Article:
While Spring is finally in the air, the number of waste Christmas trees collected by Pembrokeshire council has come under the spotlight.

Pembrokeshire had previously run a free collection service for waste Christmas trees post-Christmas, but in November senior councillors backed a £5 charge for the collection of real Christmas trees, previously identified as a potential cost saving of £10,000.

After the charge was introduced, a special ‘Christmas tree call-in’ meeting was held later that month, following a request made by Councillor Huw Murphy

Cllr Murphy hoped the charge could be overturned, warning: “The inevitable consequence of the introduction of a tree collection fee will be more littering and fly tipping of Christmas trees by people who may have no means (transport) to dispose of at a waste recycling centre.”

However, his call-in, labelled by opponents as “frivolous, or even vexatious,” was defeated by nine votes to four, meaning the £5 charge remained.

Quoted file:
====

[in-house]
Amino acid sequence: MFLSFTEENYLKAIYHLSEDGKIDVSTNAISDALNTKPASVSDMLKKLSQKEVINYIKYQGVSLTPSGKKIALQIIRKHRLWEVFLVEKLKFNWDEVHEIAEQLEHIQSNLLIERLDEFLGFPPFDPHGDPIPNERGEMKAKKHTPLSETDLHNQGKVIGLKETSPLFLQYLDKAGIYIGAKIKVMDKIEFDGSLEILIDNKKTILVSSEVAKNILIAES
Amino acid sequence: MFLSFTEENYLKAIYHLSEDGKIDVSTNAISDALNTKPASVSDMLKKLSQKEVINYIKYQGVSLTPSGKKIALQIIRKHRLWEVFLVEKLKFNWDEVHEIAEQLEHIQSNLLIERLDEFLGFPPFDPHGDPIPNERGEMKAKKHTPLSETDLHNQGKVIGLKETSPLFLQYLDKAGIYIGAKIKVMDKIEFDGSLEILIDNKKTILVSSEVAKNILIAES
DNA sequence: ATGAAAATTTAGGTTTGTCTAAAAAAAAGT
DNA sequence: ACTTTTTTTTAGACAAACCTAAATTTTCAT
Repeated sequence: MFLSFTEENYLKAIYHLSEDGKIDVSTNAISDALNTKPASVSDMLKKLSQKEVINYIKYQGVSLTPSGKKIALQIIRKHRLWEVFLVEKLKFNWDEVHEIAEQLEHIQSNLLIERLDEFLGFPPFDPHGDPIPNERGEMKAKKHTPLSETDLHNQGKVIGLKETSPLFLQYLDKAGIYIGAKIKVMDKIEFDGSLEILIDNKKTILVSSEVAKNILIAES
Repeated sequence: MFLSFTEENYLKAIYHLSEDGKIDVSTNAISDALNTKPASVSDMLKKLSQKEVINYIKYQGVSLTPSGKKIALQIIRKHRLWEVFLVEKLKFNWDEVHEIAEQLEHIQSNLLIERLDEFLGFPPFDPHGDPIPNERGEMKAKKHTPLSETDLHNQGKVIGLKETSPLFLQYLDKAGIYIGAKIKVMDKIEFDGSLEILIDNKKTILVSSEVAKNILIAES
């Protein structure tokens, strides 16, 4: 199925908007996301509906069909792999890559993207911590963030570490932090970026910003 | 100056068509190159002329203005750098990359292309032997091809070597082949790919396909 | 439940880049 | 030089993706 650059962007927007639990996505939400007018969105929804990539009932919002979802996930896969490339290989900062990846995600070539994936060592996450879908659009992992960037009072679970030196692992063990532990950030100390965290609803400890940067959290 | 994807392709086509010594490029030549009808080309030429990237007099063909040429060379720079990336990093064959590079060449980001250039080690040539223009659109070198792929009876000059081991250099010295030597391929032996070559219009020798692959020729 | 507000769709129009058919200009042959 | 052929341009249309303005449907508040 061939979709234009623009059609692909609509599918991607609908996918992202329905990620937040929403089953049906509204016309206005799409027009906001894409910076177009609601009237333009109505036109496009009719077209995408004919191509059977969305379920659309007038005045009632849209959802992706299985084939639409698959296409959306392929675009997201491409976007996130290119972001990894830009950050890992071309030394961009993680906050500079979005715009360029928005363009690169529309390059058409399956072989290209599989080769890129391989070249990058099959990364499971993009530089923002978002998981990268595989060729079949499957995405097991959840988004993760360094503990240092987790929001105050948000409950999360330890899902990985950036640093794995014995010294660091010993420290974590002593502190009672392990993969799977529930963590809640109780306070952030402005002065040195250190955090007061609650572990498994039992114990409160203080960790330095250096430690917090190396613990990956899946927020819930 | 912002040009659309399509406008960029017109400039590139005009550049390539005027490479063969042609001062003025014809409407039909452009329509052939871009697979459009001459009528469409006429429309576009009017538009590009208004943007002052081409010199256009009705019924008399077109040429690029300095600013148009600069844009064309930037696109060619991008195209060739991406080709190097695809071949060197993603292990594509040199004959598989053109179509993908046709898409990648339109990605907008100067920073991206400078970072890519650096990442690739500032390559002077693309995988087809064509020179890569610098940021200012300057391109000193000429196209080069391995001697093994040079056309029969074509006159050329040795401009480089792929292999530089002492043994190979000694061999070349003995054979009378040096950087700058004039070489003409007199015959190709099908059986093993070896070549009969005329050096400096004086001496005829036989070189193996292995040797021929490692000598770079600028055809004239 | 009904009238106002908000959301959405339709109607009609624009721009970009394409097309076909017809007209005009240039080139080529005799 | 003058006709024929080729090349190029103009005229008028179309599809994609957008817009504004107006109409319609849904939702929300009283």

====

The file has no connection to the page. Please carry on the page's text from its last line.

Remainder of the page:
At the March 7 meeting of full council, Cllr Murphy asked a question following the introduction of the charge to dispose of the festive flora.

He asked: “Could council be now provided with the number of Christmas Trees collected in December 2023 and January 2024 following the introduction of the £5 collection fee?”

Answering Cllr Murphy’s question, Cabinet Member for Residents’ Services Cllr Rhys Sinnett said 870 households had used the service since the introduction of charges, with 910 trees collected.

Cllr Murphy, in a supplementary question, said there had been a 50 per cent reduction in the numbers collected in previous years since the charge was introduced.

He added: “I think to find £10,000 to continue the service which affects the less well-off would be the positive thing to do.”

Cllr Sinnett replied, saying that, although there had been a reduction in the tonnage of Christmas trees collected through the scheme, from 16.4 to 7.1 tons, free disposal had been available at the county’s waste and recycling centres, with the tonnage of ‘green waste,’ including the trees, had increased by 13.8 per cent in late 2023.

“What we lose in one, we gain in another,” he concluded.